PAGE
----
get_iplayer + VPN

  4. Woodnag

    ECHR 1581

    The European Court of Human Rights held in 2008 that UK holding DNA samples of individuals arrested but not convicted is unlawful. HMG has farted arround ever since with consultations etc.

    Per wikipedia: According to The Independent on 27 July 2011, the UK government "has indicated that destroying the DNA of the innocent would be impossible because the records are mixed up in batches alongside the DNA of the guilty."

    https://en.wikipedia.org/wiki/S_and_Marper_v_United_Kingdom

    So UK government has essentially ignored the ECHR ruling.

    1. Paul Crawford Silver badge

      Re: ECHR 1581

      "So UK government has essentially ignored the ECHR ruling"

      Well until Brexit and they no longer are allowed to handle EU citizen's data and companies complain about lost profits. That might be heard, even though actual British citizens being screwed over is ignored...

    2. Anonymous Coward
      Anonymous Coward

      Re: ECHR 1581

      Deleting DNA from the national database wasn't a problem for one Damien Green in 2009.

      Funny that.

      Yes, that Damien Green.

  5. This post has been deleted by its author

    1. EnviableOne Bronze badge

      Re: Where Are The Complaints Against IPA ?

      There was a successfull challenge to DRIPA 2014, that lead to the gov having to draft the IPA, there is a current challenge to IPA going through the legal system, a Judicial review has already been granted.

      http://www.telegraph.co.uk/technology/2017/06/30/governments-surveillance-powers-challenged-high-court/

      https://www.liberty-human-rights.org.uk/campaigning/people-vs-snoopers-charter

  6. John Smith 19 Gold badge
    Gimp

    So (according to the IPA) it's legal to slurp as Snowden let everyone know it's happengin?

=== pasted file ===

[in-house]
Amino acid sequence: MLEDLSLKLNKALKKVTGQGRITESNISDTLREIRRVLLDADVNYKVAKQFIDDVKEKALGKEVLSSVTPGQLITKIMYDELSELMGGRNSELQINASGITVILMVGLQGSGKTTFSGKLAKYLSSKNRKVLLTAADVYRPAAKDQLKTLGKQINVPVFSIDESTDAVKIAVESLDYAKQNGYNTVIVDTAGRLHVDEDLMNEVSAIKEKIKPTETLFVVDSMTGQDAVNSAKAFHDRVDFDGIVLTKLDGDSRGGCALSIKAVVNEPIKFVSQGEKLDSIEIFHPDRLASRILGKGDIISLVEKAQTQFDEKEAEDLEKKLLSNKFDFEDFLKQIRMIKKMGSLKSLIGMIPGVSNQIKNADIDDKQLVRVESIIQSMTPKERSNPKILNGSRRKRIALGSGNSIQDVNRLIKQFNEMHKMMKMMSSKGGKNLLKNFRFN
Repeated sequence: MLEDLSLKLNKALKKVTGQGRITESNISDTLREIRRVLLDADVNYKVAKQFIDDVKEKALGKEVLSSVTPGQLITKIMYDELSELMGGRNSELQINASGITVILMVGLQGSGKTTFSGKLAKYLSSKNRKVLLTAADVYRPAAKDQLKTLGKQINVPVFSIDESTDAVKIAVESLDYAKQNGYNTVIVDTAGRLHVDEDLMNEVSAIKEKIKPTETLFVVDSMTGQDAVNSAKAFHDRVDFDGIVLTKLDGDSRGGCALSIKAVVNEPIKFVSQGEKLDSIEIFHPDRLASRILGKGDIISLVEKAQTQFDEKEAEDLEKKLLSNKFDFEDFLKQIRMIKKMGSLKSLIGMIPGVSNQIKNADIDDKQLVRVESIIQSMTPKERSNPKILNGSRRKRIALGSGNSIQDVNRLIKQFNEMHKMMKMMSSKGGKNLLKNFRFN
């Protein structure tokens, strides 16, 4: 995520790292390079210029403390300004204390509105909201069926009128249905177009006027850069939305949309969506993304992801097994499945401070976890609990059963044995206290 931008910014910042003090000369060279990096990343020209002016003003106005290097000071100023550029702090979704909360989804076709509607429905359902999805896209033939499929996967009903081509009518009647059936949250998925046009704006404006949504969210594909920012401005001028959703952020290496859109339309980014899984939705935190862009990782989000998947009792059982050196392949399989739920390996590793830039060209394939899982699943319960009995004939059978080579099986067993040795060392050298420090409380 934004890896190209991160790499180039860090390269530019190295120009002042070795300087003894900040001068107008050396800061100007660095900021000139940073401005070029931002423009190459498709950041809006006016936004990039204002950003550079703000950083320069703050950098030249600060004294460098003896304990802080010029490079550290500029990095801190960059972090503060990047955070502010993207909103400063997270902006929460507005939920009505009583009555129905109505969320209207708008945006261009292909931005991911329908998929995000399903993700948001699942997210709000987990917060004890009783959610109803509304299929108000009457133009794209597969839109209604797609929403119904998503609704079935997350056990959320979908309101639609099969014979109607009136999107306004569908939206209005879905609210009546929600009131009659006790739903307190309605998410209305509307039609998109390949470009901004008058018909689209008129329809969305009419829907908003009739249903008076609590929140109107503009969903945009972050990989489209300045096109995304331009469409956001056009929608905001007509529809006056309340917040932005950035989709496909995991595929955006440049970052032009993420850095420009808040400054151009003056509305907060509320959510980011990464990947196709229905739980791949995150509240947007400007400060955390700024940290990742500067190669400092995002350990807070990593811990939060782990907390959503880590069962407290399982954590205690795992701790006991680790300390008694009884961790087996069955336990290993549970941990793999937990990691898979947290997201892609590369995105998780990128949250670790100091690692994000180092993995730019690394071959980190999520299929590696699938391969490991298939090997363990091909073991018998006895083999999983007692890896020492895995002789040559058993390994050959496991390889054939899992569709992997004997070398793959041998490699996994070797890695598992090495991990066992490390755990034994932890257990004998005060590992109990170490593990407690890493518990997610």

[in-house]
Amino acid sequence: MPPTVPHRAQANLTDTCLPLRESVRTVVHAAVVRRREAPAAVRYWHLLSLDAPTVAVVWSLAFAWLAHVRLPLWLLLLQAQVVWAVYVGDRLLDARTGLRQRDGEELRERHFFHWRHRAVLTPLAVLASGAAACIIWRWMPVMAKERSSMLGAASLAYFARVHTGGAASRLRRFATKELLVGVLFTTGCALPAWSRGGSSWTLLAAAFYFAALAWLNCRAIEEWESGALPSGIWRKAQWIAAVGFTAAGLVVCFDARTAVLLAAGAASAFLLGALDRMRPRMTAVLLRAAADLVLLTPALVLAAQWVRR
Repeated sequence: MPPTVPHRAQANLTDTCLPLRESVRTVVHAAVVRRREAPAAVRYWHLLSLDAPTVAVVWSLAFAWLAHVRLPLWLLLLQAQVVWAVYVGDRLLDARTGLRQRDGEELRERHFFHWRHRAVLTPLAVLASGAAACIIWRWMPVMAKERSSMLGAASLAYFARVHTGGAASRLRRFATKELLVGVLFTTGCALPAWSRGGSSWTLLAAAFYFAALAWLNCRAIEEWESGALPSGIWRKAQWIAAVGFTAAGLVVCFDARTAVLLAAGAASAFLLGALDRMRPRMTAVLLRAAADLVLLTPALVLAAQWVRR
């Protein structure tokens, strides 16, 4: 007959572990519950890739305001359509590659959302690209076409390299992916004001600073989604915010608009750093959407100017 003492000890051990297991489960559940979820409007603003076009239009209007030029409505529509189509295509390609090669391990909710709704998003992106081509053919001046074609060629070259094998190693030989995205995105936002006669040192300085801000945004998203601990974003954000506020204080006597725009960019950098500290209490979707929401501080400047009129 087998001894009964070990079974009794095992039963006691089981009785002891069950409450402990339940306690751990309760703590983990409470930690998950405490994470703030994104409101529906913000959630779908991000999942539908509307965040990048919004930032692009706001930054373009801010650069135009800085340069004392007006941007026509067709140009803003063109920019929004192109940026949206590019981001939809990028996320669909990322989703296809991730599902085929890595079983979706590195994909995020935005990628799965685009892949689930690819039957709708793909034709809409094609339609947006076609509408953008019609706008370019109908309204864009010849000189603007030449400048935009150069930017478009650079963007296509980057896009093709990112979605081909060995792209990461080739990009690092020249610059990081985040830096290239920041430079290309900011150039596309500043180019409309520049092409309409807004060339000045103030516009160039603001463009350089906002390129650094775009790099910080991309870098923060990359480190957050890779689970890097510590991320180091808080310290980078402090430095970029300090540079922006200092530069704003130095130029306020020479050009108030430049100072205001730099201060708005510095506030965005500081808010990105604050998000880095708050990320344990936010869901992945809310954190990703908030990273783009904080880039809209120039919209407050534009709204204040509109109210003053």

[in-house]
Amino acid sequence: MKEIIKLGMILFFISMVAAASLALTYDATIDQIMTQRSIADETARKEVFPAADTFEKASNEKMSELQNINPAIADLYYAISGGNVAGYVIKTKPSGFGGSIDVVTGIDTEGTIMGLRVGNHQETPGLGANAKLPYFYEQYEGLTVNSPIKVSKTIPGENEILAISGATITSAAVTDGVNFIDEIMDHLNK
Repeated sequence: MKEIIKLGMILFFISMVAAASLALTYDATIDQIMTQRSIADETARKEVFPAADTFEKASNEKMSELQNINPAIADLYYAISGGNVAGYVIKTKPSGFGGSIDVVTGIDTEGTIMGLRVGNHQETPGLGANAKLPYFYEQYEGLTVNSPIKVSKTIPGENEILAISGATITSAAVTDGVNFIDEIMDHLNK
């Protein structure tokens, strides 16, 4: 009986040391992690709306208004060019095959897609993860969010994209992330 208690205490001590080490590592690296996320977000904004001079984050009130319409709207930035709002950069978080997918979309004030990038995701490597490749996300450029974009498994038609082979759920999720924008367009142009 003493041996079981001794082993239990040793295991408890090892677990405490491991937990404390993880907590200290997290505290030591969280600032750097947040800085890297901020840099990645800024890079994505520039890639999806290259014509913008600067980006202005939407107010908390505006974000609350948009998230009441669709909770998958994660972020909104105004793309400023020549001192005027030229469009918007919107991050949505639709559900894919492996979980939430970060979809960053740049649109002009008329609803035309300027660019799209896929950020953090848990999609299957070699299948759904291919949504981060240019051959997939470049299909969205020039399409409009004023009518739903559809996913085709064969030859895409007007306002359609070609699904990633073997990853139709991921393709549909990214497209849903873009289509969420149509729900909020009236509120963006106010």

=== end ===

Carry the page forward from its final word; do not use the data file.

Are you f**king kidding me?

    This has nothing to do "security," and everything to do with "Give me 6 lines from an honest man, and I'll find something with which to hang him."

    The data fetishists "Need to know" (your business) trumps everything else.

    It's not a sane policy. It's a personality disorder.

    They do it because the technology allows it to be done at a price you (the taxpayers) can pay.

    1. veti Silver badge
      Boffin

      Re: So (according to the IPA) it's legal to slurp as Snowden let everyone know it's happengin?

      Not... quite.

      According to the tribunal's ruling, the Tempora program could be legal, in principle, if the government fessed up to it. (Because it's important that the rules governing these things be public, that's why.) But since they hadn't fessed up to it, at the time the ruling was delivered, it couldn't be ruled legal - only "potentially legal".

      Got that?

      But Snowden didn't make it legal - only HMG could do that. I haven't been able to find out when, if ever, HMG has officially confirmed the program's existence.

  7. Am I Paranoid Enough?
    Black Helicopters

    You can leave if you don't like it!

    Any suggestions?

    For the government members wanting to strip our remain privacy away, of course... not me.

    Even the ONS wants to join in the fun.. http://www.bbc.co.uk/news/uk-politics-41899723

  8. Anonymous Coward
    Anonymous Coward

    who

    watches the watchers?

    1. lglethal Silver badge
      Joke

      Re: who

      I dunno... Coastguard?

    2. JimmyPage Silver badge
      Headmaster

      Re: watches the watchers?

      Wrong question. It's

      who pays the watchers ?

      Qui poenas custodes, if my rusty Latin serves ....

  9. kbb
    Trollface

    Simple solution

    Have a referendum and go with the will of the people.